Canadians Confident in the Investment Potential of Recreational Properties: Survey
Bullish attitude toward recreational properties reflects recent strength of housing market, according to Royal LePage
TORONTO, May 20, 2011 – An overwhelming majority of Canadians who have either purchased or who intend to buy recreational property in the next 24 months believe that buying a vacation home is a good long-term investment, according to a nationwide survey of Canadian attitudes towards recreational property ownership commissioned by Royal LePage Real Estate Services and run on the Angus Reid Forum.
Overall, the survey found that 89 per cent of current owners and prospective buyers agree that recreational properties are a good long-term investment. Broken down by region, this included 92 per cent of respondents from Alberta, 91 per cent of Ontarians, 87 per cent of BC residents and 81 per cent of people surveyed in Quebec.
When respondents were asked to compare recreational properties to the stock market in terms of providing a larger financial return on investment, 50 per cent said recreational properties provided a larger return. Only 29 per cent replied investing in the stock market, while 21 per cent were undecided.
“Canadians’ confidence in recreational property values is mirroring what we have been seeing in Canada’s urban centres,” said Phil Soper, president and chief executive, Royal LePage Real Estate Services. “This spring, the horror stories from some fundamentally flawed international housing markets that had dampened demand for cottage-type living during the recession era, are being shrugged off. Canada’s traditionally buoyant recreational property market appears to have found its groove once more.”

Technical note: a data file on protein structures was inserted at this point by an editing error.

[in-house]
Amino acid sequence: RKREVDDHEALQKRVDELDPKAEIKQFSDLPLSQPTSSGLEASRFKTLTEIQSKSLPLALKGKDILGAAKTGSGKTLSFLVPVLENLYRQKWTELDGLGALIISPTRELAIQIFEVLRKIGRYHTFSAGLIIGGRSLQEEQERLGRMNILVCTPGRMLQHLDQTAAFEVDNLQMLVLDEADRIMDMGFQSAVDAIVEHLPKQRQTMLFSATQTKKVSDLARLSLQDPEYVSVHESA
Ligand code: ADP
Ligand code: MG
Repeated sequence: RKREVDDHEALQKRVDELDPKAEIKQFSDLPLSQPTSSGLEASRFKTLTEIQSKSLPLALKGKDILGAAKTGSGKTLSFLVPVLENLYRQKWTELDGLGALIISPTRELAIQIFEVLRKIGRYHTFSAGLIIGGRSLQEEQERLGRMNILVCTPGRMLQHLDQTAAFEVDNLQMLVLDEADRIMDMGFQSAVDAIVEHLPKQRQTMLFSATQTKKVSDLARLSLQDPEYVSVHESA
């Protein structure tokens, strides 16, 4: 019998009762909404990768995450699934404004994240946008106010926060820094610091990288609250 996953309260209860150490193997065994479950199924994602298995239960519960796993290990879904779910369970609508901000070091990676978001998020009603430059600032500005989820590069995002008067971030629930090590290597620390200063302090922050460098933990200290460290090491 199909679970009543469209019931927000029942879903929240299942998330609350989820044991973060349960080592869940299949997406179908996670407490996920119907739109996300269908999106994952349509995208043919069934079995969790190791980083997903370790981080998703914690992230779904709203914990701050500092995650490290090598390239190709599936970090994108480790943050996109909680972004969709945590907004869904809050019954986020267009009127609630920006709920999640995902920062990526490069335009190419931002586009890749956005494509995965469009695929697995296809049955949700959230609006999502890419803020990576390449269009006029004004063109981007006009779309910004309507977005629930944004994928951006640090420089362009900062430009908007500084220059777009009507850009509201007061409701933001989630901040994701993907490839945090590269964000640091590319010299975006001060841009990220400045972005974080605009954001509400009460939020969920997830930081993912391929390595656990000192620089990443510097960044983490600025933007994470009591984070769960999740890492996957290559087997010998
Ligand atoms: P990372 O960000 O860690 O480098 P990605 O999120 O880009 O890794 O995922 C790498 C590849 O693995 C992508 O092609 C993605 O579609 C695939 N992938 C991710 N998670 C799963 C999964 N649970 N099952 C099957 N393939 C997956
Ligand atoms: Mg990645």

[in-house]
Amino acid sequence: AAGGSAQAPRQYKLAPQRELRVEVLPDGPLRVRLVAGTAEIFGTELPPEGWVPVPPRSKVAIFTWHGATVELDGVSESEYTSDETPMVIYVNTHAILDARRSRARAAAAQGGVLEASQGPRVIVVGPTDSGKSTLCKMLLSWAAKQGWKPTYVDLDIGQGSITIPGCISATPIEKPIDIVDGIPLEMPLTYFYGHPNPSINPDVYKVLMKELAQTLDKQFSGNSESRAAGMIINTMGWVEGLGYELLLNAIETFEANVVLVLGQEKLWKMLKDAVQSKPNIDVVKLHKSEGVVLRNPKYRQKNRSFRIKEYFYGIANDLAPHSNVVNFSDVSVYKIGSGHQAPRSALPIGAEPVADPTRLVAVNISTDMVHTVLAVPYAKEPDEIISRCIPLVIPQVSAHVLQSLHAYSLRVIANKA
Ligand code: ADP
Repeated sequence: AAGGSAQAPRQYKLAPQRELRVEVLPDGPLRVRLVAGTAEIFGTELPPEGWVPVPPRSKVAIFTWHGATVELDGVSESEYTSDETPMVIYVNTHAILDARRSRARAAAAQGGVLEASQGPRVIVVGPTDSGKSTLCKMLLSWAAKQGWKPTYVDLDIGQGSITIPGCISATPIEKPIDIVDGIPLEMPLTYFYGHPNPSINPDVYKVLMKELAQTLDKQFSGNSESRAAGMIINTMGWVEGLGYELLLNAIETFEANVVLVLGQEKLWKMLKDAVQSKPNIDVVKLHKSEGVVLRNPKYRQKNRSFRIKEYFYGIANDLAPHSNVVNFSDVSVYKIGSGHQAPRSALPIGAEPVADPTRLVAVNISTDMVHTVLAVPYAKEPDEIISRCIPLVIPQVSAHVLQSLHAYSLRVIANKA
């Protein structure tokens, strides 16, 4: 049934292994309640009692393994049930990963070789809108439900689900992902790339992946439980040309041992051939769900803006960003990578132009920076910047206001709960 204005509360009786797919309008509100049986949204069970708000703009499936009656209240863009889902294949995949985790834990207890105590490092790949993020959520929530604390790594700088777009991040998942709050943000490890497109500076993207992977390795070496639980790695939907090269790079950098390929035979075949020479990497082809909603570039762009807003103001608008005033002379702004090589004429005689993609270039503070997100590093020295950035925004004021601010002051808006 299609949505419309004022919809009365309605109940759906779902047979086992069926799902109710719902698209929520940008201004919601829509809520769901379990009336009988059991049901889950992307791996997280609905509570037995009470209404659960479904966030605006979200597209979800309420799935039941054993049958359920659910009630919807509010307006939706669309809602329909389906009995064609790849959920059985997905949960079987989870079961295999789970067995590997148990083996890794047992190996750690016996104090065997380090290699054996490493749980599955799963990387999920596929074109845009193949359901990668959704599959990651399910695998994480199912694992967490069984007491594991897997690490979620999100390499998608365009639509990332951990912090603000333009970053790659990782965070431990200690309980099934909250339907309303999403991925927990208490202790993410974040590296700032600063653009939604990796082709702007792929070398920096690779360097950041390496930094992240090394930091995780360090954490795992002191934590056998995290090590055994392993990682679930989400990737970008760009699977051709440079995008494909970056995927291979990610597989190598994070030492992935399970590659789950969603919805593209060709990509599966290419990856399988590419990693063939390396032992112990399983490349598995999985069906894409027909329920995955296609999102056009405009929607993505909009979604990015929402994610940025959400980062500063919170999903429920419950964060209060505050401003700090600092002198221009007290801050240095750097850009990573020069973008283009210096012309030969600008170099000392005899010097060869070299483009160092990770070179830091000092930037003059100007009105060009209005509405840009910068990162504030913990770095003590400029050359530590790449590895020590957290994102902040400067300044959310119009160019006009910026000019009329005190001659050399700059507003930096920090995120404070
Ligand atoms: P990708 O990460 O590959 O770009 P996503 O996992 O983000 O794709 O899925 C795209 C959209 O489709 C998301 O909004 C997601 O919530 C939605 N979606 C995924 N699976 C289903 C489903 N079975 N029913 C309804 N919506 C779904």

Interestingly, a majority of respondents (57 per cent) said that the expectation of interest rates rising will not affect their desire to purchase a recreational property. Among this group, 55 per cent of respondents aged 35-54 (and 70 per cent of respondents aged 55+) said an expected rise in interest rates would not affect their desire to purchase a recreational property.
When it came to financial and lifestyle sacrifices to purchase a recreational property, more than a third polled (35 per cent) responded that they were most likely to reduce personal spending throughout the year. The two least favoured strategies were to drive as far as necessary and to make the recreational property a primary residence, both 13 per cent.
“Relentlessly wet and miserable weather has delayed the 2011 buying season in some regions of the country. But while weather delays intent, it doesn’t change it. The Royal LePage Recreational Property Report shows that the steadily improving economy has stoked consumer confidence which should impact demand positively. We expect to see considerable activity in the coming months – especially in higher-end and luxury segments,” added Soper.
More than half (51 per cent) of those polled said they are, or will be, renting out their property to offset their mortgage and other associated costs. However, many of those willing to rent plan to be selective (32 per cent) and only rent their recreational property to someone who have been referred by someone they knew.
“We are seeing more buyers purchase properties with the intent to offer them as rentals. This cost-offset strategy may allow younger families to acquire a cottage earlier in their lives than they would otherwise, and others may be able to buy in a region that would have been out of their reach, price-wise. The purchase motivation for most is not financial planning. It remains lifestyle driven – satisfying the needs and wants of their family,” said Soper. “In fact, 92 per cent of those we polled agreed that a recreational property is a great way to bring family together.”
The survey was commissioned as part of the 2011 Royal LePage Recreational Property Report, an annual market analysis of recreational property prices, trends and activity in selected leisure markets across the country.